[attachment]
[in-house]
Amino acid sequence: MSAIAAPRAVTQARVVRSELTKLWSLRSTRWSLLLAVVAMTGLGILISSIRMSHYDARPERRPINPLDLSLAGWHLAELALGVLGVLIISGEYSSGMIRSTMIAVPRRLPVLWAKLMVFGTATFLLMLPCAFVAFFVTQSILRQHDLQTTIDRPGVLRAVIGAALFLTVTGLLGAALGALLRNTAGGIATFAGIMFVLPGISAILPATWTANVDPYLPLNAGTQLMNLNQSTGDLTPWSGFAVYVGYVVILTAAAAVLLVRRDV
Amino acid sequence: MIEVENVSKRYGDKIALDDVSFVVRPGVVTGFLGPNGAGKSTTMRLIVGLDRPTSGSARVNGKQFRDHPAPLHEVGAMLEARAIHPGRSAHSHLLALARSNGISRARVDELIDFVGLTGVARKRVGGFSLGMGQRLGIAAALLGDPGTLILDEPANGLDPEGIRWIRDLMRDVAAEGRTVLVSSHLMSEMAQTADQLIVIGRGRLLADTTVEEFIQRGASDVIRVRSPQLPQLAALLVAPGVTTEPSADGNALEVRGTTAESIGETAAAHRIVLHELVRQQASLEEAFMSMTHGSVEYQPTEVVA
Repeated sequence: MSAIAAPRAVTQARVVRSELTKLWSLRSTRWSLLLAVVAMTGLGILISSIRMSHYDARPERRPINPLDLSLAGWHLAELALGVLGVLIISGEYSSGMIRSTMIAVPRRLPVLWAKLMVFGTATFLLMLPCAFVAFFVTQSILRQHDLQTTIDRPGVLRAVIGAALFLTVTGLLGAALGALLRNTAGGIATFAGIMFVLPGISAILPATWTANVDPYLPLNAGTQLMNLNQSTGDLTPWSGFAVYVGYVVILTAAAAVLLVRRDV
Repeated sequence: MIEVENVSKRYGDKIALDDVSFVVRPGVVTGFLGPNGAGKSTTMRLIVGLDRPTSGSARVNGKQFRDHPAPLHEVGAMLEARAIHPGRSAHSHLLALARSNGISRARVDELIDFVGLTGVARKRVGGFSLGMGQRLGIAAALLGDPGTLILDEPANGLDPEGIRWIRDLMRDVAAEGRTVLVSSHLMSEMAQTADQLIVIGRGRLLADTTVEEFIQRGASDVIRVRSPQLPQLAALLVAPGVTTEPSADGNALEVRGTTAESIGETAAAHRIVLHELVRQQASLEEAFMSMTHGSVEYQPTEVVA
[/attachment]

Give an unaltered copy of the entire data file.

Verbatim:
[in-house]
Amino acid sequence: MSAIAAPRAVTQARVVRSELTKLWSLRSTRWSLLLAVVAMTGLGILISSIRMSHYDARPERRPINPLDLSLAGWHLAELALGVLGVLIISGEYSSGMIRSTMIAVPRRLPVLWAKLMVFGTATFLLMLPCAFVAFFVTQSILRQHDLQTTIDRPGVLRAVIGAALFLTVTGLLGAALGALLRNTAGGIATFAGIMFVLPGISAILPATWTANVDPYLPLNAGTQLMNLNQSTGDLTPWSGFAVYVGYVVILTAAAAVLLVRRDV
Amino acid sequence: MIEVENVSKRYGDKIALDDVSFVVRPGVVTGFLGPNGAGKSTTMRLIVGLDRPTSGSARVNGKQFRDHPAPLHEVGAMLEARAIHPGRSAHSHLLALARSNGISRARVDELIDFVGLTGVARKRVGGFSLGMGQRLGIAAALLGDPGTLILDEPANGLDPEGIRWIRDLMRDVAAEGRTVLVSSHLMSEMAQTADQLIVIGRGRLLADTTVEEFIQRGASDVIRVRSPQLPQLAALLVAPGVTTEPSADGNALEVRGTTAESIGETAAAHRIVLHELVRQQASLEEAFMSMTHGSVEYQPTEVVA
Repeated sequence: MSAIAAPRAVTQARVVRSELTKLWSLRSTRWSLLLAVVAMTGLGILISSIRMSHYDARPERRPINPLDLSLAGWHLAELALGVLGVLIISGEYSSGMIRSTMIAVPRRLPVLWAKLMVFGTATFLLMLPCAFVAFFVTQSILRQHDLQTTIDRPGVLRAVIGAALFLTVTGLLGAALGALLRNTAGGIATFAGIMFVLPGISAILPATWTANVDPYLPLNAGTQLMNLNQSTGDLTPWSGFAVYVGYVVILTAAAAVLLVRRDV
Repeated sequence: MIEVENVSKRYGDKIALDDVSFVVRPGVVTGFLGPNGAGKSTTMRLIVGLDRPTSGSARVNGKQFRDHPAPLHEVGAMLEARAIHPGRSAHSHLLALARSNGISRARVDELIDFVGLTGVARKRVGGFSLGMGQRLGIAAALLGDPGTLILDEPANGLDPEGIRWIRDLMRDVAAEGRTVLVSSHLMSEMAQTADQLIVIGRGRLLADTTVEEFIQRGASDVIRVRSPQLPQLAALLVAPGVTTEPSADGNALEVRGTTAESIGETAAAHRIVLHELVRQQASLEEAFMSMTHGSVEYQPTEVVA